ROGER: Well, if the lawn has already been installed, then you’re stuck with the soil that’s there because you’re not going to rip it all up and start again. But there are ways to improve it. One of the things we do is we aerate the lawn. Then we’ll go by and top-dress with compost. And that allows that compost to get down in those 2- to 3-inch holes and really improve that soil level so that it holds moisture and makes a great medium for the roots to grow in.

    TOM: And let’s just clarify that aeration process. I’ve seen that’s pretty interesting. So, you kind of, essentially, are putting holes in the lawn. I guess you’re breaking up some of the root structure by doing that and giving, as you say, the compost a place to soak into, correct?

    ROGER: Right. It’s a machine that – much like a lawnmower, with a motor on front and these tines that turn and actually pull a plug out of the ground.

    LESLIE: And then it looks like a goose has been all over the lawn.

    ROGER: That’s right. But that breaks down and it’s good for the soil. And then you add the new stuff to those plugs. And it takes three to five years but all of a sudden, you’ll notice that your lawn doesn’t need as much water as it did before.

    LESLIE: What about the timing of when you water the lawn? I think it’s a mistake; I see neighbors watering in the evening and I feel like that’s wrong.

    ROGER: Well, we always think that if a plant goes to bed wet, it’s a good chance it can get a fungus disease because there’s moisture there. The other thing is think about the sun’s rays and it’s going to evaporate water during the day. So I like to water early in the morning – 3:00, 4:00, 5:00 a.m. – before everyone gets up to use the bathroom or a shower. That way, the lawn’ll dry out very quickly in the morning. You won’t lose any water to evaporation; it’ll just drain right down into the soil.

    TOM: Now, we talked before about the need for strategic watering. One way to do that is with a soaker hose, correct? You can get the water just exactly where you want it and nowhere else?

    ROGER: Right. In non-lawn areas, it’s the greatest way to put water on anything because you’re putting the water on the roots where it wants to be naturally. You don’t waste water and it’s out of sight and it works very well for plantings.

    LESLIE: Mm-hmm. And I think it’s also important – you know, our irrigation system has a rain sensor. So if we’ve had a ton of rain, I’m not going to waste more water. Too many times you see the irrigation system going in the middle of a downpour.

    ROGER: Right. There is nothing more frustrating than driving down the road in the pouring rain with your wipers on and seeing an irrigation system run at the same time.

    LESLIE: Right.

    ROGER: It’s just a total waste of water. And that little investment in a rain-stat is a great thing because it’ll just shut the system down. And now, some states, it’s being required on every system that goes in.

    LESLIE: And it’s not expensive to add.

    ROGER: Not at all. It’s a very simple operation.

    TOM: We’re talking to Roger Cook. He’s the landscape contractor on TV’s This Old House.

    Roger, another way to cut down on the need for lawn irrigation is really to choose a different grass. Aren’t there certain grasses that use less water than others?

    ROGER: They are developing more and more grasses that are drought-tolerant, I guess is the term, and getting away from some of the heavier grasses like bluegrass, which needs a lot of water, to some ryes and fescues.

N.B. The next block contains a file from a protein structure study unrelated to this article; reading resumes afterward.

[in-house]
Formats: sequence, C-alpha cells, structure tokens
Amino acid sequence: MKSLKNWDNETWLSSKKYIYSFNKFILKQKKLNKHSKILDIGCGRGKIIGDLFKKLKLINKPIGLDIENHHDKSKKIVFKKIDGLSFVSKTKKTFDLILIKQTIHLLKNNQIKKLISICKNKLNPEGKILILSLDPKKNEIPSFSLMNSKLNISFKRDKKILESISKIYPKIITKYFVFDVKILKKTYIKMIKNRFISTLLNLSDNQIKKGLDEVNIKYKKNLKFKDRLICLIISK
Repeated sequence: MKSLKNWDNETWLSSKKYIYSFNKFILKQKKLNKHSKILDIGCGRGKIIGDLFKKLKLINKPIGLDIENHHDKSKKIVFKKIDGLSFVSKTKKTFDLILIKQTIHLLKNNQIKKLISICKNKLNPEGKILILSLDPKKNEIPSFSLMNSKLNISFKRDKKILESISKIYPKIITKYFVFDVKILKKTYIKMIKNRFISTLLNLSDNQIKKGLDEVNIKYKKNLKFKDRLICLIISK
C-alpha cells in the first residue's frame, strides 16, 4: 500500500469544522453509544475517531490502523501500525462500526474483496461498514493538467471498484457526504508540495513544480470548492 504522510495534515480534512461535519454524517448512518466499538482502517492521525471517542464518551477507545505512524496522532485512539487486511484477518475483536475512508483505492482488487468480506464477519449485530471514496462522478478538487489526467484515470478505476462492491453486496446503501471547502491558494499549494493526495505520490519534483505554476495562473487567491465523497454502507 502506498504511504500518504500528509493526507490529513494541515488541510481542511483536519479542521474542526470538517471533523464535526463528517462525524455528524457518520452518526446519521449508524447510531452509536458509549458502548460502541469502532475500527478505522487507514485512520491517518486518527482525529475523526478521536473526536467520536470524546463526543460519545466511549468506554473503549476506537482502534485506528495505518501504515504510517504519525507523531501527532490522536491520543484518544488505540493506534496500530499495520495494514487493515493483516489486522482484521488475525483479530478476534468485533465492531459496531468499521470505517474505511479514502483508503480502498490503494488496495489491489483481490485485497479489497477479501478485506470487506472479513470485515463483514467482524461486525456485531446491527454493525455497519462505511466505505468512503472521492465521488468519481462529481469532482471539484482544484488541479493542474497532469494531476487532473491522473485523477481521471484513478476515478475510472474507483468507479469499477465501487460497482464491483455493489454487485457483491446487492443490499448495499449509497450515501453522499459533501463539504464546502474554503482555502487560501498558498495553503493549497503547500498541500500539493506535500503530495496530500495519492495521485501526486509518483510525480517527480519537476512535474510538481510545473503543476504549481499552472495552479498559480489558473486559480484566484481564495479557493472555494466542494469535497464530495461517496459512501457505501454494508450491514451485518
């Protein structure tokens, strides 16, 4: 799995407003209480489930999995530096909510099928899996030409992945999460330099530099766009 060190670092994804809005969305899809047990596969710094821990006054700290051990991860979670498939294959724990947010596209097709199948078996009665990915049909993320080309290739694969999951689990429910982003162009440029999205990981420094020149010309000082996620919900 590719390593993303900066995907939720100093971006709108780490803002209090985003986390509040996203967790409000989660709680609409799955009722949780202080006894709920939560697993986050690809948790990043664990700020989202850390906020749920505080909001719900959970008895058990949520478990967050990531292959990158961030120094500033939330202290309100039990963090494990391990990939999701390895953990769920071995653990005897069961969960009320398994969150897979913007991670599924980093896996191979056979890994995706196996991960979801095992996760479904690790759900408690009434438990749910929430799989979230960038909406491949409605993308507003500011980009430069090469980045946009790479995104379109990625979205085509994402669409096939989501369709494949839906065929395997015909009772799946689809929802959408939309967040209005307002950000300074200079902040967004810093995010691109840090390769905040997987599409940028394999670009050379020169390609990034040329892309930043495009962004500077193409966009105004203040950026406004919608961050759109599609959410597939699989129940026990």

TOM: Right.

    ROGER: And I think there’s even one called “buffalo grass,” which is a native grass that they’re trying out, too.

    TOM: Good. So where there’s a will, there’s a way. You can have a beautiful, green lawn and you can save water at the same time.

    Roger Cook, the landscape contractor on TV’s This Old House, thanks so much for stopping by The Money Pit.

    ROGER: It’s my pleasure and I hope the lawn’s always green.

    LESLIE: Alright. You can catch the current season of This Old House and Ask This Old House on PBS. For local listings and step-by-step videos of many common home improvement projects, visit ThisOldHouse.com.

    TOM: And Ask This Old House is proudly brought to you by Mitsubishi Electric Cooling & Heating. Live better. Go to MitsubishiComfort.com.

    Coming up next on The Money Pit, a slower, summer housing market might mean a good deal for home buyers. We’ve got steps you should take before making the plunge into buying a new house, after this.

    ANNOUNCER: The Money Pit is brought to you by PORTER-CABLE professional-grade nailers and staplers. With over 100 years of experience producing quality, performance-driven tools, PORTER-CABLE continues to be a leading manufacturer and marketer of professional-grade, pneumatic fastening tools and compressors. Available at The Home Depot and independent retailers. To learn more, visit PORTERCABLE.com.

    TOM: Where home solutions live, this is The Money Pit Home Improvement Radio Show. I’m Tom Kraeutler.

    LESLIE: And I’m Leslie Segrete. Pick up the phone and give us a call at 888-MONEY-PIT. One caller is going to get the latest technology in vacuums. It’s an AirRam from Gtech. Now, it’s an upright cordless vacuum and it weighs a little over 7 pounds. I mean that’s super-lightweight for a vacuum. I hate lugging the vacuum up and down the stairs, so 7 pounds is awesome.

    Now, it uses no bags or clunky canisters. It just sucks up all the dirt into a little square that you just dump neatly into your trash. And the rechargeable battery runs for an hour between charges. Personally, I like that it goes from carpet to floor without the need for any manual adjustments. It just goes.